The impact of asthma exacerbations on health-related quality of life in moderate to severe asthma patients in the UK

Andrew Lloyd, David Brendan Price, Ruth Brown

Research output: Contribution to journalArticle

64 Citations (Scopus)

Abstract

INTRODUCTION: The objective of this study was to report the impact of exacerbations on health-related quality of life (HRQL) and health utility in patients with moderate to severe asthma (BTS levels 4 & 5) in the UK.

MATERIALS AND METHODS: Prospective data regarding HRQL were collected (n=112) using the EQ-5D, mini Asthma Quality of Life Questionnaire (mAQLQ), and Asthma Symptom Utility (ASUI) measures.

RESULTS: The mAQLQ, EQ-5D and ASUI were all significantly worse for patients suffering exacerbations (p<0.001) compared to those without. There was also evidence of a further HRQL decrement in those patients who had been admitted to hospital as a result of an exacerbation during the four-week study.

CONCLUSIONS: This study documents the impact of asthma exacerbations on HRQL in patients with moderate to severe asthma. There was some evidence of floor effects on the mAQLQ and ASUI in their ability to capture the impact of exacerbations. These study data are suitable for use in economic evaluations.
Original languageEnglish
Pages (from-to)22-27
Number of pages6
JournalPrimary Care Respiratory Journal
Volume16
Issue number1
DOIs
Publication statusPublished - Feb 2007

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Asthma
Quality of Life
Cost-Benefit Analysis
Health
Surveys and Questionnaires

Keywords

  • asthma
  • asthma exacerbations
  • quality of life
  • utility

Cite this

The impact of asthma exacerbations on health-related quality of life in moderate to severe asthma patients in the UK. / Lloyd, Andrew; Price, David Brendan; Brown, Ruth.

In: Primary Care Respiratory Journal, Vol. 16, No. 1, 02.2007, p. 22-27.

Research output: Contribution to journalArticle

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N2 - INTRODUCTION: The objective of this study was to report the impact of exacerbations on health-related quality of life (HRQL) and health utility in patients with moderate to severe asthma (BTS levels 4 & 5) in the UK. MATERIALS AND METHODS: Prospective data regarding HRQL were collected (n=112) using the EQ-5D, mini Asthma Quality of Life Questionnaire (mAQLQ), and Asthma Symptom Utility (ASUI) measures. RESULTS: The mAQLQ, EQ-5D and ASUI were all significantly worse for patients suffering exacerbations (p<0.001) compared to those without. There was also evidence of a further HRQL decrement in those patients who had been admitted to hospital as a result of an exacerbation during the four-week study. CONCLUSIONS: This study documents the impact of asthma exacerbations on HRQL in patients with moderate to severe asthma. There was some evidence of floor effects on the mAQLQ and ASUI in their ability to capture the impact of exacerbations. These study data are suitable for use in economic evaluations.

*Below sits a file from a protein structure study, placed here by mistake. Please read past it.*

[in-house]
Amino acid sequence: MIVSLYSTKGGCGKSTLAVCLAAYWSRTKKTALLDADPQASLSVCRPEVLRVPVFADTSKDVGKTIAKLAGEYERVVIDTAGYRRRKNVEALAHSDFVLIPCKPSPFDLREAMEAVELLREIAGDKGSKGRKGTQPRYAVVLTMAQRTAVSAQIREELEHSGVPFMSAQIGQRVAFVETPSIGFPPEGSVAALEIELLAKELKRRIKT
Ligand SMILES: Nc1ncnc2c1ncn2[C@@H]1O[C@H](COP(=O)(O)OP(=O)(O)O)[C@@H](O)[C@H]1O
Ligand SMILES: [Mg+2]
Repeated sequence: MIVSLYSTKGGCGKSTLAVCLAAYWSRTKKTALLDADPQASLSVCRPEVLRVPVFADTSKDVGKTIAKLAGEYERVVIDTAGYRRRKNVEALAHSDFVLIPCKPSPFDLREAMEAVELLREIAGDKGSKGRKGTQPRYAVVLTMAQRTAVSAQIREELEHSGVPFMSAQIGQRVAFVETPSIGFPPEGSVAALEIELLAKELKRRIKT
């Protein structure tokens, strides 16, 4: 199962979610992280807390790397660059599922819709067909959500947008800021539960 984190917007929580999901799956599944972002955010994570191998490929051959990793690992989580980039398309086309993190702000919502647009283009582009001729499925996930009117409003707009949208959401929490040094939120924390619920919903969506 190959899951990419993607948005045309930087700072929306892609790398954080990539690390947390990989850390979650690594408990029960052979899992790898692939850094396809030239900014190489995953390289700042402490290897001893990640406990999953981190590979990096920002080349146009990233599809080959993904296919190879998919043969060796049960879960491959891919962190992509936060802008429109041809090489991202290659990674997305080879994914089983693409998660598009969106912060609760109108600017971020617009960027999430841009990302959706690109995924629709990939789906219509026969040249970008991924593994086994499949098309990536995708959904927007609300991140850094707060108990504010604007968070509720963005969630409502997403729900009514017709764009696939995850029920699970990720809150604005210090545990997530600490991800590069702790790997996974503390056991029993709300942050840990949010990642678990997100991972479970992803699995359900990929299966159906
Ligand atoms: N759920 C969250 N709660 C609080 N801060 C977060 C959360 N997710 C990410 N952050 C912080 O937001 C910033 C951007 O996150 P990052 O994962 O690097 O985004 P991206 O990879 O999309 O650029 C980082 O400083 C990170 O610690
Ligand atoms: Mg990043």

AB - INTRODUCTION: The objective of this study was to report the impact of exacerbations on health-related quality of life (HRQL) and health utility in patients with moderate to severe asthma (BTS levels 4 & 5) in the UK. MATERIALS AND METHODS: Prospective data regarding HRQL were collected (n=112) using the EQ-5D, mini Asthma Quality of Life Questionnaire (mAQLQ), and Asthma Symptom Utility (ASUI) measures. RESULTS: The mAQLQ, EQ-5D and ASUI were all significantly worse for patients suffering exacerbations (p<0.001) compared to those without. There was also evidence of a further HRQL decrement in those patients who had been admitted to hospital as a result of an exacerbation during the four-week study. CONCLUSIONS: This study documents the impact of asthma exacerbations on HRQL in patients with moderate to severe asthma. There was some evidence of floor effects on the mAQLQ and ASUI in their ability to capture the impact of exacerbations. These study data are suitable for use in economic evaluations.

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